Writing a book is hard work. At least it was for me, and I am sure it is for most authors. Thousands of hours, even years, can be spent on the project. The page that takes a few minutes to read probably required several hours to write, or longer. Sometimes words flow; I have those minutes when my fingers dance over the keyboard. But more often than not, the process is painfully slow, like sitting in a dentist’s chair and waiting for the dentist to get his hand and drill out of your mouth.

As an aside, I was sitting in my dentist’s chair last week when my dental hygienist started giggling while she was reading my chart. “What?” I asked grumpily. My mouth is no giggling matter. Usually dentists start planning their next trip around the world when they look inside. “I see,” she said laughing, “that you have listed dentists under things you are allergic to.” Yep, that would have been me.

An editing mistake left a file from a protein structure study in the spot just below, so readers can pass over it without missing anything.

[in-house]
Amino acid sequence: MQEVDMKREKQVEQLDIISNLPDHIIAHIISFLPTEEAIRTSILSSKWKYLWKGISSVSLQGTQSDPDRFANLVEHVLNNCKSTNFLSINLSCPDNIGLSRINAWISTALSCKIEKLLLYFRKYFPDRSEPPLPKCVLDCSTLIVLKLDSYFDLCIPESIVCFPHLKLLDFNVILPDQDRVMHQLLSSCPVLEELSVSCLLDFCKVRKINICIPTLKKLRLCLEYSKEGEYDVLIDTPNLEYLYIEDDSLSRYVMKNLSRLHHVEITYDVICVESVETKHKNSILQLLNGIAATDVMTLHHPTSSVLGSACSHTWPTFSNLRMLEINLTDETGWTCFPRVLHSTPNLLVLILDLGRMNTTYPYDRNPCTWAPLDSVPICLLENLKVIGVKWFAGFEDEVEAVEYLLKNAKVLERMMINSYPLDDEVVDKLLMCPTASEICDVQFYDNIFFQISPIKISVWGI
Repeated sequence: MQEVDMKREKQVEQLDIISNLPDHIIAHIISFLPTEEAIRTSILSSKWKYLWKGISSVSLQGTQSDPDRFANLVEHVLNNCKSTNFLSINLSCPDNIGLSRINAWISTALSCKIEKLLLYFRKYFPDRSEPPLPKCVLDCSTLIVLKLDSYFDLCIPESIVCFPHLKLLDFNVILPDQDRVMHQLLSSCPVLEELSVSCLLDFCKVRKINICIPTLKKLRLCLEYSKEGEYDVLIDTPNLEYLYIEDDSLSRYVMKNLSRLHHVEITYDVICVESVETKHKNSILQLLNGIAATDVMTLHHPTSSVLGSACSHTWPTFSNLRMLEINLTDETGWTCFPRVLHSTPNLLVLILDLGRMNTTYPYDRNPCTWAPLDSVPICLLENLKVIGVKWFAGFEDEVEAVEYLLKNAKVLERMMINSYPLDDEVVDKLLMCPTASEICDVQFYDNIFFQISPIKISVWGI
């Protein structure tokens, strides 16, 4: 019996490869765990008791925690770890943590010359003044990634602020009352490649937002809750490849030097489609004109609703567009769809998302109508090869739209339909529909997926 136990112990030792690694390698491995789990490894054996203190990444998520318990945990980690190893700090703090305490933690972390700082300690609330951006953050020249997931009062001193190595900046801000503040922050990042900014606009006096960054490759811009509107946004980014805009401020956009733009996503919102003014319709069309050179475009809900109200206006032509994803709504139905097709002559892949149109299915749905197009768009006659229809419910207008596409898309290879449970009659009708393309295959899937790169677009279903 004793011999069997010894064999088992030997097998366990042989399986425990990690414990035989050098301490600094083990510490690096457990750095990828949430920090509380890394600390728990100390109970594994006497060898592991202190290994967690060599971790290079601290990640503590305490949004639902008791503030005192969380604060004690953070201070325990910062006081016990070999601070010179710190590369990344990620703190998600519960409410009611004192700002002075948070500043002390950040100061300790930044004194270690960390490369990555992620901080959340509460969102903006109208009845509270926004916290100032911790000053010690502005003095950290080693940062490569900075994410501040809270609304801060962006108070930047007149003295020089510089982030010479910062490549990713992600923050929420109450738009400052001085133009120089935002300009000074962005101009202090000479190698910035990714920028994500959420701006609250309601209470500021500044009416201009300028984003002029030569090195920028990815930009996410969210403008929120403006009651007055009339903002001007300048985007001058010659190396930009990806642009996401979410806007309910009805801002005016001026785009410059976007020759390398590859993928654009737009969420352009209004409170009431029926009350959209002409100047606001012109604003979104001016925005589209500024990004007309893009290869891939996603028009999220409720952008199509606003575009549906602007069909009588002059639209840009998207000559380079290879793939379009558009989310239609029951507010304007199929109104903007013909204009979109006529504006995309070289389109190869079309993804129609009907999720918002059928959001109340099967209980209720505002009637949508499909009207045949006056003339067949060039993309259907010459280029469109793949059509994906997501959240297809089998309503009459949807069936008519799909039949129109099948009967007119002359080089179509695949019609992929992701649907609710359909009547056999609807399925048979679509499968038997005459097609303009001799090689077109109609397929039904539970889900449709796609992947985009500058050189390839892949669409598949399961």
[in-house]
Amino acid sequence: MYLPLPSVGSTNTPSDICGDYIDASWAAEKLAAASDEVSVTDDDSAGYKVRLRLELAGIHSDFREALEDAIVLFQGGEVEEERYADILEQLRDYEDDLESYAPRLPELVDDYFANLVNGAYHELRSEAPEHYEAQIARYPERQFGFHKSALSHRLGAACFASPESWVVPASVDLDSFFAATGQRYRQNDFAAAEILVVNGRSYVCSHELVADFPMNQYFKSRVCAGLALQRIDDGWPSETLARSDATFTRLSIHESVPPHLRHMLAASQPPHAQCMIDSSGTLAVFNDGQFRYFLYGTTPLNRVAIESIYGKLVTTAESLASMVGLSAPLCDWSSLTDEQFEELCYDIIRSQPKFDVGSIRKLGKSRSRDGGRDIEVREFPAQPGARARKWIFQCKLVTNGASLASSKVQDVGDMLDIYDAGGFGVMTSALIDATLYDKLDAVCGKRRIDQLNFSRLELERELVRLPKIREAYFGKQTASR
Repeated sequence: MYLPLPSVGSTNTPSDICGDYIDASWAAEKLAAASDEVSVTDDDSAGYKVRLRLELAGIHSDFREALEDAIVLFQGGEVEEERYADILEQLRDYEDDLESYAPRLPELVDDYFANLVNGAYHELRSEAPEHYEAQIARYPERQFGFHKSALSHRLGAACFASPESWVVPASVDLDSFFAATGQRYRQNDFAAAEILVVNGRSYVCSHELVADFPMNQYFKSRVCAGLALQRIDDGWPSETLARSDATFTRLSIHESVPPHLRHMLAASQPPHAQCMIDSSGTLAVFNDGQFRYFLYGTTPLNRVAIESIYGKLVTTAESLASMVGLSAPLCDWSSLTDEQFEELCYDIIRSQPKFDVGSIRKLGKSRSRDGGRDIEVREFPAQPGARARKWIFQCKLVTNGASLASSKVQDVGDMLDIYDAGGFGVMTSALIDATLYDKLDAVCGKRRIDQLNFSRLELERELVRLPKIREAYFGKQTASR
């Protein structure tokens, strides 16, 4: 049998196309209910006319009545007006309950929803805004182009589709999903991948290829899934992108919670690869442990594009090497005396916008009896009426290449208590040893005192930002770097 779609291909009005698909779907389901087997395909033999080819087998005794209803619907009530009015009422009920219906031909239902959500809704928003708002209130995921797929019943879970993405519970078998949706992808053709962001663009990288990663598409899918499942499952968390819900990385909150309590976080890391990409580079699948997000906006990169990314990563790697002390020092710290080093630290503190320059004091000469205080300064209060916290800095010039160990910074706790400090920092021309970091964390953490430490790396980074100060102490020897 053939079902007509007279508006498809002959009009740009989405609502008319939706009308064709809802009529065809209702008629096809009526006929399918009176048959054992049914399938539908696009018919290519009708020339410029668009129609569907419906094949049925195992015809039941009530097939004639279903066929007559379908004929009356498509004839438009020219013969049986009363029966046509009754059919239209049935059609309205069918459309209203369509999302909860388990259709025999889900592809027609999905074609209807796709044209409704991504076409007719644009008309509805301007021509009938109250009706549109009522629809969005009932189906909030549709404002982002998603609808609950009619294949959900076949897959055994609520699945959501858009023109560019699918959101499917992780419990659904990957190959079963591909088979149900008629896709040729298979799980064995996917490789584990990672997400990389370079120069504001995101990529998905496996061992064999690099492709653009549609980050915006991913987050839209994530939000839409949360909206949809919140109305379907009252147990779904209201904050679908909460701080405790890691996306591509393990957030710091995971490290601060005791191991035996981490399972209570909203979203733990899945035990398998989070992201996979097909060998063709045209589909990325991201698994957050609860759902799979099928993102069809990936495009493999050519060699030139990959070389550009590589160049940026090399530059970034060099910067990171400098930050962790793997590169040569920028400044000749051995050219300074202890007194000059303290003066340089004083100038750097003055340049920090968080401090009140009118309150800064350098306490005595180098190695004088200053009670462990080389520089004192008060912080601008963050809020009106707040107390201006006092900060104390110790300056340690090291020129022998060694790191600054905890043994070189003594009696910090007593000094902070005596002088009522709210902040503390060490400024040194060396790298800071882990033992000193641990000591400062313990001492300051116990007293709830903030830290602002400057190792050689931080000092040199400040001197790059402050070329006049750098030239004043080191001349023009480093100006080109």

There is more to the book process than hard work. Call it an ego thing, if you must, but most writers are an insecure bunch, especially first time authors. We don’t have a clue how our book is going to be received. It is somewhat akin to having your child on stage for her first big solo performance. By the time I had finished The Bush Devil Ate Sam, I had put so much effort into writing the book, and so much of myself, that I was prepared to head for the cooking sherry at the slightest criticism. I am ever so thankful that I didn’t have to live with me. (Peggy nods in agreement.)